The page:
Making the Shift to a Participatory Approach


Moving from 'Teacher-as-Expert' to 'Teach-as-Facilitator'


What is a typical TWS group like?

  • Inclusion, caring, mutual respect and shared power are values at the heart of the Teach-With-Stories Method ™.
  • The 'teacher' or leader functions as a facilitator, not an expert, in an active participatory process. 
  • Everyone is a teacher AND a learner.
  • Stories and experiential activities involve the whole person.
  • Multiple ways of knowing are honored and valued. 
  • Who we are and how we grow and learn are understood in relationship with others and our environment. 

Credit: Figure (above) adapted from Parker Palmer (2007)


How do you know if you've made the shift?

When we developed the Teach-With-Stories Method ™, we paid close attention to making and sustaining the shift to a participatory teaching approach. 

Throughout our cycles of action and reflection, the reported experiences of participants, as well as team and staff member experiences and observations, included many examples of empowerment-based characteristics and participatory group dynamics. 

The results we observed were consistent across groups and time, even with different facilitators, sites, and frequency of sessions. 

Seven themes emerged in our TWS preliminary studies (four phases). Learn more below. 

Lessons Learned

If you are going to facilitate a TWS group

Keep these REFLECTION QUESTIONS in mind:

  1. How would you describe the felt-sense of the group? Did the group reflect empowerment-based characteristics, such as vitality, mutuality, an enhanced sense of connection and motivation to learn? 
  2. How did group members participate, for example, were they actively engaged, did they ask questions? 
  3. What dynamics did you experience or observe? Did the dynamics foster critical thinking, relevant content, a deeper understanding of the health messages in the context of one's life, and changes in thoughts, attitudes, and behavior?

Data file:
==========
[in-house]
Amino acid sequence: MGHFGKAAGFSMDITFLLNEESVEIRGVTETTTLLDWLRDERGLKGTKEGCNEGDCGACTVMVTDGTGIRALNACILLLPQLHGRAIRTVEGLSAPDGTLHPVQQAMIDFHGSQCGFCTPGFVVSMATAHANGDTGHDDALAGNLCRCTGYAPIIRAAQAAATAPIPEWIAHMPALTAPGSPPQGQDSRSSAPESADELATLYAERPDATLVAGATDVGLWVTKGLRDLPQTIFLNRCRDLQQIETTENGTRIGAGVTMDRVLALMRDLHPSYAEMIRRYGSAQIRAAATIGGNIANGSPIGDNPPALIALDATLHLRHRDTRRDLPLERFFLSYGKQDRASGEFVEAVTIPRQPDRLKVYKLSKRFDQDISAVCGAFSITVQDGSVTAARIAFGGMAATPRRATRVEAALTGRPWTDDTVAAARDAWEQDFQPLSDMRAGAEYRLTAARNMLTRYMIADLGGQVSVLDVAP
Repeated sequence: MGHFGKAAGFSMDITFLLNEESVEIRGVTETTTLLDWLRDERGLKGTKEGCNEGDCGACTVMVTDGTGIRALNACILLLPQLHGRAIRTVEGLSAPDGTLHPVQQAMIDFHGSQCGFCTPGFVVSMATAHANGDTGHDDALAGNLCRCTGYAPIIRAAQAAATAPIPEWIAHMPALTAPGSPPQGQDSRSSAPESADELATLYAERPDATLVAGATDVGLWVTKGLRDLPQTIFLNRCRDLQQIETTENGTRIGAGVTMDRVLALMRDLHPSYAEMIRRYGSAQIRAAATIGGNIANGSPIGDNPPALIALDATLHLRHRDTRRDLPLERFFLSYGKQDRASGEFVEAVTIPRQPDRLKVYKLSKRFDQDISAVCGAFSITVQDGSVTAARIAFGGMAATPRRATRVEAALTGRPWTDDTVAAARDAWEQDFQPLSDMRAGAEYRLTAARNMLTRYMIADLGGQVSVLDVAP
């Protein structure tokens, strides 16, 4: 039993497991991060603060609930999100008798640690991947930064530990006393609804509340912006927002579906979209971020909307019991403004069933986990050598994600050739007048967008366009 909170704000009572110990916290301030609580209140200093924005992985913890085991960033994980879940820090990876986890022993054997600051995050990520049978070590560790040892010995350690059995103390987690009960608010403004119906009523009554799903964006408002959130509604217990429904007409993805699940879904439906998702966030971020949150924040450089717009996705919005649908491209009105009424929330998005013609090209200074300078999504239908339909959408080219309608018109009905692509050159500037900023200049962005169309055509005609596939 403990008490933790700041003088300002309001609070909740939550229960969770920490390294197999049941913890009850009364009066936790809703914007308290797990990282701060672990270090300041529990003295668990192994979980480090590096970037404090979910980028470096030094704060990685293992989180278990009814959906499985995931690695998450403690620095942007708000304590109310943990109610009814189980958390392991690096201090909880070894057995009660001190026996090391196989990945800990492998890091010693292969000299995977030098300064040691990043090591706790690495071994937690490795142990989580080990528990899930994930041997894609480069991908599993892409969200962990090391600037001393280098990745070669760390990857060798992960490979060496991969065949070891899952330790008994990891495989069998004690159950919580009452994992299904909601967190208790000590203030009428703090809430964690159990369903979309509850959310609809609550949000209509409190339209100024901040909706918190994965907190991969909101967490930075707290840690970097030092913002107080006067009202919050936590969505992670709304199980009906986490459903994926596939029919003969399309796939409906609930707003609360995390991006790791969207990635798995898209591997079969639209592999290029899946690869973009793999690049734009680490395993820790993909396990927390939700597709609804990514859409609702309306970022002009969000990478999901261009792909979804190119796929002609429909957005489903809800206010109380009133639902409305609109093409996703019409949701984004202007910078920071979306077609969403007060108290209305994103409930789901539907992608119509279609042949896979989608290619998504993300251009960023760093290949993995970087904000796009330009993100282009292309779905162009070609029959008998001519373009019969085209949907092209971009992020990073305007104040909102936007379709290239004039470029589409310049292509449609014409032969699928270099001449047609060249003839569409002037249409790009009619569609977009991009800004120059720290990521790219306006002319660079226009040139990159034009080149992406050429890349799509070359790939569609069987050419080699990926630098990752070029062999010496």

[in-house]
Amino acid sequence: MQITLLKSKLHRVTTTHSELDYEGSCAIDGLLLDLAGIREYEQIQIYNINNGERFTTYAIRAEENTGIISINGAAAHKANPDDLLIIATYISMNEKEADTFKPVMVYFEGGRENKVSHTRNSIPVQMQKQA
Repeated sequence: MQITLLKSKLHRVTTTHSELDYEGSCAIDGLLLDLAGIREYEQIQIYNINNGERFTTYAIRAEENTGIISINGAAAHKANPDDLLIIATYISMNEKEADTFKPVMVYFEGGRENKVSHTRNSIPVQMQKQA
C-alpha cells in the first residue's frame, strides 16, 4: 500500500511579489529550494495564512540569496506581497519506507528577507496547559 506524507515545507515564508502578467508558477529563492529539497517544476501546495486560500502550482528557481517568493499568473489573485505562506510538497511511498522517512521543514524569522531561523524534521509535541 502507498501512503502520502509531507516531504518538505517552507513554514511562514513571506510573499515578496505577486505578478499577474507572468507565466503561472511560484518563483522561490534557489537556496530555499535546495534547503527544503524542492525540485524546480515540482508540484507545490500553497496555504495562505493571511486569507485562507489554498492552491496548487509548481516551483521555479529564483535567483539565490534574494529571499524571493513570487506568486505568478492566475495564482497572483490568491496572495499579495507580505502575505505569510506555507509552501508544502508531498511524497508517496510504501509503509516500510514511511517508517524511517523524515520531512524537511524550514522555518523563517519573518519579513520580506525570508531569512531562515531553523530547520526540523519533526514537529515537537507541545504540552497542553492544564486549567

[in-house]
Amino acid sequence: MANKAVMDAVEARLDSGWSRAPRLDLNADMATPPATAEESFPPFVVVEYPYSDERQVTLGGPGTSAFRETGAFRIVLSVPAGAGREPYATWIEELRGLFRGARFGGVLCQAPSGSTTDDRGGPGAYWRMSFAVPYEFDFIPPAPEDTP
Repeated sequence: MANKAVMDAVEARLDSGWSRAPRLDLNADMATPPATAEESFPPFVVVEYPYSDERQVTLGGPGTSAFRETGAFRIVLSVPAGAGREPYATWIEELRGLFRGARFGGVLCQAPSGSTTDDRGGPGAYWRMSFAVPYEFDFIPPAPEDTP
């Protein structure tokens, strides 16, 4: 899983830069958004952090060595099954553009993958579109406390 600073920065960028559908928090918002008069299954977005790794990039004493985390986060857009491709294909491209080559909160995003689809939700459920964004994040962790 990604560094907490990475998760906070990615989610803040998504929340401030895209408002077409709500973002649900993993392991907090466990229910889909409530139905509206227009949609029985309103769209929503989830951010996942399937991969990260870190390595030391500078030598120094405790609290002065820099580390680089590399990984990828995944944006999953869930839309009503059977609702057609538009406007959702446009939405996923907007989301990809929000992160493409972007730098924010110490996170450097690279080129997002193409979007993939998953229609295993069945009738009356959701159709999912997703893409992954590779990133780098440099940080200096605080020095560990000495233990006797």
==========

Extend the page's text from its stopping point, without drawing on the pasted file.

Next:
Emerging Perspectives in Health Communication: TWS book chapter on original study:

7 Themes Emerged in TWS Groups

Excerpt from the TWS book chapter in Emerging Perspectives:

1. Group members participated actively in the sessions, with a sense of 'vitality' in the group. 

"At first, I felt 'tentativeness' in the air, a shyness or timidity. Once the women got the hang of the photonovel process, members were quick to volunteer to read the parts. The groups had a dynamic energy, with a lot of enthusiasm in the group interaction" (Phase I: Observer field notes)

The 'zestful' energy of the groups is characteristic of motivated participants and the empowerment process at work.  Most significantly, these participants were from the same target population as those who were described by health care providers in the study sites as typically difficult to recruit, engage, and/or retain in traditional prenatal education classes.

2. Participants built strong connections with each other. 

    “The mothers in the class bonded quickly and formed a very supportive and cohesive group.  They were soon calling each other outside of class time, and even giving each other rides, and so on.”  (Phase II: Group 3 facilitator field notes)

   “Here we developed a "comadreria" (friendship among mothers) that helped us through the pregnancy.”    (Phase IV: Translation- focus group participant)